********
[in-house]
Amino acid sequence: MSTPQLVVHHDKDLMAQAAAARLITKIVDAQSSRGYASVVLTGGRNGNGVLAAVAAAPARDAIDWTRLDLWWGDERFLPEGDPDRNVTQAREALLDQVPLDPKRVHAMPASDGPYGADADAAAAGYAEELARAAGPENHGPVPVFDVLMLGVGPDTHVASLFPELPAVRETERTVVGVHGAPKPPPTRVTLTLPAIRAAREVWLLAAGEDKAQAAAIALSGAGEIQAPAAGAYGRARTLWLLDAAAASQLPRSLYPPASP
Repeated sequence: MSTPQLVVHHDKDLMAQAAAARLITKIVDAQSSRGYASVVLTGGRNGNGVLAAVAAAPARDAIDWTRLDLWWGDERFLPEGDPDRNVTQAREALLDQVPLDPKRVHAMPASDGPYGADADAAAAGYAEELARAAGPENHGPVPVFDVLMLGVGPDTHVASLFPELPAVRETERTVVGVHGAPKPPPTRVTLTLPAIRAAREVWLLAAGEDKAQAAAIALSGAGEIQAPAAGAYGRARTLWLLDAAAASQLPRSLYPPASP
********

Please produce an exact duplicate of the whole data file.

[in-house]
Amino acid sequence: MSTPQLVVHHDKDLMAQAAAARLITKIVDAQSSRGYASVVLTGGRNGNGVLAAVAAAPARDAIDWTRLDLWWGDERFLPEGDPDRNVTQAREALLDQVPLDPKRVHAMPASDGPYGADADAAAAGYAEELARAAGPENHGPVPVFDVLMLGVGPDTHVASLFPELPAVRETERTVVGVHGAPKPPPTRVTLTLPAIRAAREVWLLAAGEDKAQAAAIALSGAGEIQAPAAGAYGRARTLWLLDAAAASQLPRSLYPPASP
Repeated sequence: MSTPQLVVHHDKDLMAQAAAARLITKIVDAQSSRGYASVVLTGGRNGNGVLAAVAAAPARDAIDWTRLDLWWGDERFLPEGDPDRNVTQAREALLDQVPLDPKRVHAMPASDGPYGADADAAAAGYAEELARAAGPENHGPVPVFDVLMLGVGPDTHVASLFPELPAVRETERTVVGVHGAPKPPPTRVTLTLPAIRAAREVWLLAAGEDKAQAAAIALSGAGEIQAPAAGAYGRARTLWLLDAAAASQLPRSLYPPASP